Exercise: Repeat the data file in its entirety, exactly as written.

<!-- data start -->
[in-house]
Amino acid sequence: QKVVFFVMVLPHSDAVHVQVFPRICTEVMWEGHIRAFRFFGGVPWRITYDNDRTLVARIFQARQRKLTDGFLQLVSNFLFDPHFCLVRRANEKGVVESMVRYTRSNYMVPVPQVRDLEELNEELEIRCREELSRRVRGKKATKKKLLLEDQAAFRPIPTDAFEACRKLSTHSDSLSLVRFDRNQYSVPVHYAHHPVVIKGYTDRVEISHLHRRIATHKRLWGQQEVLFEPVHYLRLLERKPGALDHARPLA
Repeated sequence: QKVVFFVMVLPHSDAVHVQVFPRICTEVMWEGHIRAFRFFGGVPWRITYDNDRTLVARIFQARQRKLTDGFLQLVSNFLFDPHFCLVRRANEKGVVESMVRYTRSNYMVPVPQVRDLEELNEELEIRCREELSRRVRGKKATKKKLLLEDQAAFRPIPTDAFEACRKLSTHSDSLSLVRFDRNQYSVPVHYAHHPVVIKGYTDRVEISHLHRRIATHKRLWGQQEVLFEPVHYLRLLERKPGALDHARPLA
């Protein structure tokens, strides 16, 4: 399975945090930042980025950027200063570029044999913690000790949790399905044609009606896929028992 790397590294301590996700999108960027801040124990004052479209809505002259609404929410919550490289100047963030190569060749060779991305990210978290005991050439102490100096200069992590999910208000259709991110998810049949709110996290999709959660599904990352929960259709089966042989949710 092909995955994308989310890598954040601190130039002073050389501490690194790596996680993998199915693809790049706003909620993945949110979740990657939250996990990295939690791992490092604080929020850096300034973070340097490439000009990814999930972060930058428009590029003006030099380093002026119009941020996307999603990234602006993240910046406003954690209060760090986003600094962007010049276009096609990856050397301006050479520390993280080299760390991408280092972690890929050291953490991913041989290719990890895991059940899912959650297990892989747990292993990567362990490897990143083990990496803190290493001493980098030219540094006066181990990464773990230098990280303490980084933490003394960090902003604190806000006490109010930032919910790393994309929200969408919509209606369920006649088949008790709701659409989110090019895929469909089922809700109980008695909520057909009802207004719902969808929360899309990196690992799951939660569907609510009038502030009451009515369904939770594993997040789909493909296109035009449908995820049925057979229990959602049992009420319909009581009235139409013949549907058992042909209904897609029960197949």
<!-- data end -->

[in-house]
Amino acid sequence: QKVVFFVMVLPHSDAVHVQVFPRICTEVMWEGHIRAFRFFGGVPWRITYDNDRTLVARIFQARQRKLTDGFLQLVSNFLFDPHFCLVRRANEKGVVESMVRYTRSNYMVPVPQVRDLEELNEELEIRCREELSRRVRGKKATKKKLLLEDQAAFRPIPTDAFEACRKLSTHSDSLSLVRFDRNQYSVPVHYAHHPVVIKGYTDRVEISHLHRRIATHKRLWGQQEVLFEPVHYLRLLERKPGALDHARPLA
Repeated sequence: QKVVFFVMVLPHSDAVHVQVFPRICTEVMWEGHIRAFRFFGGVPWRITYDNDRTLVARIFQARQRKLTDGFLQLVSNFLFDPHFCLVRRANEKGVVESMVRYTRSNYMVPVPQVRDLEELNEELEIRCREELSRRVRGKKATKKKLLLEDQAAFRPIPTDAFEACRKLSTHSDSLSLVRFDRNQYSVPVHYAHHPVVIKGYTDRVEISHLHRRIATHKRLWGQQEVLFEPVHYLRLLERKPGALDHARPLA
């Protein structure tokens, strides 16, 4: 399975945090930042980025950027200063570029044999913690000790949790399905044609009606896929028992 790397590294301590996700999108960027801040124990004052479209809505002259609404929410919550490289100047963030190569060749060779991305990210978290005991050439102490100096200069992590999910208000259709991110998810049949709110996290999709959660599904990352929960259709089966042989949710 092909995955994308989310890598954040601190130039002073050389501490690194790596996680993998199915693809790049706003909620993945949110979740990657939250996990990295939690791992490092604080929020850096300034973070340097490439000009990814999930972060930058428009590029003006030099380093002026119009941020996307999603990234602006993240910046406003954690209060760090986003600094962007010049276009096609990856050397301006050479520390993280080299760390991408280092972690890929050291953490991913041989290719990890895991059940899912959650297990892989747990292993990567362990490897990143083990990496803190290493001493980098030219540094006066181990990464773990230098990280303490980084933490003394960090902003604190806000006490109010930032919910790393994309929200969408919509209606369920006649088949008790709701659409989110090019895929469909089922809700109980008695909520057909009802207004719902969808929360899309990196690992799951939660569907609510009038502030009451009515369904939770594993997040789909493909296109035009449908995820049925057979229990959602049992009420319909009581009235139409013949549907058992042909209904897609029960197949």